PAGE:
Property Type: The data type of a property, such as a string, an integer, or a double. Property types may include complex property types, such as a series data values associated with timed ticks (e.g. a time series), etc.
Property Value: The value associated with a property, which is of the type indicated in the property type associated with the property. A property may have multiple values.
Link: A connection between two data objects, based on, for example, a relationship, an event, and/or matching properties. Links may be directional, such as one representing a payment from person A to B, or bidirectional.
Link Set: Set of multiple links that are shared between two or more data objects.
Embodiments of the disclosure will now be described with reference to the accompanying Figures, wherein like numerals refer to like elements throughout. The terminology used in the description presented herein is not intended to be interpreted in any limited or restrictive manner, simply because it is being utilized in conjunction with a detailed description of certain specific embodiments of the disclosure. Furthermore, embodiments of the disclosure may include several novel features, no single one of which is solely responsible for its desirable attributes or which is essential to practicing the embodiments of the disclosure herein described.
The map interface 100 of
In general, the user interface of
The map interface 100 includes various highlighted features 122 and feature icons. For example, the map interface 100 includes roads, buildings and structures, utilities, lakes, rivers, vegetation, and railroads, among other features. The user may interact with the map interface 100 by, for example, rolling over and/or clicking on various features. In one embodiment, rolling over and/or placing the mouse pointer over a feature causes the feature to be outlined and/or otherwise highlighted. Additionally, the name of the feature and/or other information about the feature may be shown in the feature information box 114.
The user of the map system may interact with the user interface of
In an embodiment, the user may select one or more of the base layers which may be used during composition of the map tiles. For example, selection of the overhead imagery base layer will produce map tiles in which the underlying map tile imagery is made up of recent aerial imagery. Similarly, selection of the topographic base layer will produce map tiles in which the underlying map tile imagery includes topographic map imagery.
Further, in an embodiment, the user may select one or more of the vector layers which may be used during composition of the map tiles. For example, selecting the transportation layer results in transportation-related objects and/or features being displayed on the map tiles. Transportation-related features may include, for example, roads, railroads, street signs, and/or street lights, among others. Examples of transportation-related features may be seen in the user interface of
In an embodiment, the user of the map system may create and save map layers. These saved map layers may be listed as user layers in the layers window 202.
In an embodiment, the user of the map system may select one or more of the layers and/or sub-layers of the layer ontology. As shown in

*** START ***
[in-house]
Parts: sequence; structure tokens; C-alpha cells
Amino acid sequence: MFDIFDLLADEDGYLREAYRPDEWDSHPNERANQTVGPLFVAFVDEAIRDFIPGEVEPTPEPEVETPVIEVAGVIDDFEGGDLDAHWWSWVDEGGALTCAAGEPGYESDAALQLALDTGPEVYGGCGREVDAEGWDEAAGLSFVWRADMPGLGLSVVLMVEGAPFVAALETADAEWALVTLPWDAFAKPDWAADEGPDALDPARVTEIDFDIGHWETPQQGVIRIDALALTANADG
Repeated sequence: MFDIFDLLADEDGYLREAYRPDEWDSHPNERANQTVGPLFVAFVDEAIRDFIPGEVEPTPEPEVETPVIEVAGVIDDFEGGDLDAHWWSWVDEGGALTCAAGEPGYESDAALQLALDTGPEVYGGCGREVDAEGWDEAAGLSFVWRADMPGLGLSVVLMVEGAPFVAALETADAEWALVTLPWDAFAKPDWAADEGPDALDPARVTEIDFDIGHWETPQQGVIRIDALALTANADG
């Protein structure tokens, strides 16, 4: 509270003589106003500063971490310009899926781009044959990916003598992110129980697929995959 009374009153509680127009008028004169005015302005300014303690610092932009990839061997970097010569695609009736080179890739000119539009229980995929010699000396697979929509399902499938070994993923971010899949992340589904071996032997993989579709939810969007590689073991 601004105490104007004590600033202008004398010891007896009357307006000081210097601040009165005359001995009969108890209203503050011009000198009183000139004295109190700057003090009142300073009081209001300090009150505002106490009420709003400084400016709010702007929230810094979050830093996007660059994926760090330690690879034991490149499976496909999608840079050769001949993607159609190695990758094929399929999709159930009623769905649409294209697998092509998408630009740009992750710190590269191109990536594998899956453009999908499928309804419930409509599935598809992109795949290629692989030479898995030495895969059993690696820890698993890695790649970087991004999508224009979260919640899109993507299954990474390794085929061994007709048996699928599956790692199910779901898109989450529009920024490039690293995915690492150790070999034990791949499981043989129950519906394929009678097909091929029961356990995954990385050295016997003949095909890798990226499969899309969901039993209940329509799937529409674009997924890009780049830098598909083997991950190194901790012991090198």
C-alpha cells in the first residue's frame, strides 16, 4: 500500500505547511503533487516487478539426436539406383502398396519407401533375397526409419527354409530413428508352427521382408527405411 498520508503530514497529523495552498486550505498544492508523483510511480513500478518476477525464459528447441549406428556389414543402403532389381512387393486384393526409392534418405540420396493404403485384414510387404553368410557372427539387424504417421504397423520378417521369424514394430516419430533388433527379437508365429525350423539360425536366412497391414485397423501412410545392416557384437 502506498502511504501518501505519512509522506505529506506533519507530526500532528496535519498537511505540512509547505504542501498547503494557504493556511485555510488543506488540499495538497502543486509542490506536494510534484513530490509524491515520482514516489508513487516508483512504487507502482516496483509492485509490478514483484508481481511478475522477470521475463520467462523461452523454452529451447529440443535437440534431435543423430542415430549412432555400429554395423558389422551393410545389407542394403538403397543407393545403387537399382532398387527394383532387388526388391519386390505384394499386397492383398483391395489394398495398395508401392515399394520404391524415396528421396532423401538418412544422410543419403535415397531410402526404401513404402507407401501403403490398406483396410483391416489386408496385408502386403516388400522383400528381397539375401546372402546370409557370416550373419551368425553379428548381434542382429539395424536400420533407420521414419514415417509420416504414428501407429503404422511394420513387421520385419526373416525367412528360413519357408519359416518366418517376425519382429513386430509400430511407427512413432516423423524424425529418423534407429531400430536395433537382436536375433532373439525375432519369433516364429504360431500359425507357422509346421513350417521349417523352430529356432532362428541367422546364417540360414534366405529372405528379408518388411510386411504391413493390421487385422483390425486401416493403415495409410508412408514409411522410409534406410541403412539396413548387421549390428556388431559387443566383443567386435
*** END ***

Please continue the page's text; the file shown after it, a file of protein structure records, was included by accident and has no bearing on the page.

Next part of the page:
In an embodiment, additional hierarchical levels of layers may be displayed to the user. For example, the vector layers window 206 may include sub-sub-layers (for example, the education sub-layer may be divided into elementary schools, secondary schools, and post-secondary schools). Alternatively, fewer hierarchical levels may be displayed to the user.
In an embodiment, each of the vector layers shown in the vector layers window 206 may be made up of many layers of map vector data. In this embodiment, the map system may advantageously generate a simplified layer ontology, such as the one shown in 206. The simplified layer ontology allows the user to easily select layers of interest from a reduced number of layers, rather than a large number of discrete layers. As described above, vector layers may contain data regarding associated features and/or objects. Thus, features visible in the map interface correspond to the currently active/selected layers. In an embodiment, the layer ontology may have an arbitrary depth.
Feature histogram 304 is shown in a selection window included in the user interface of
In an embodiment, the user of the map system may select a subset of the selected features for further analysis and/or histogram generation. For example, the user may select a subset comprising selected objects belonging to the road category by, for example, clicking on the roads item 308. This selection may result in “drilling down” to histograms of that subset of features, as shown in
In an embodiment, items selected in the feature histogram are correspondingly highlighted in the map interface of the map system. For example, in the map interface of
In various embodiments, the user of the map system may select either the list of features, or the feature histogram, of the selection window to view information about the selected features.
In various embodiments, the user may select a feature in order to view a feature information window. The feature information window may include, for example, metadata associated with the selected feature. For example, the user may select a building feature, resulting in a display of information associated with that building feature such as the building size, the building name, and/or the building address or location, among others. Metadata associated with features/objects may include any information relevant to that feature/object. For example, metadata associated with a school may include an address (for example, 123 S. Orange Street), a district (for example, 509c), a grade level (for example, K-6), and/or a phone number (for example, 800-0000), among other items of metadata. In an embodiment, a history of the object, changes made to the object, and/or user notes related to the object, among other items, may be displayed. In an embodiment, a user may edit metadata associated with a selected feature.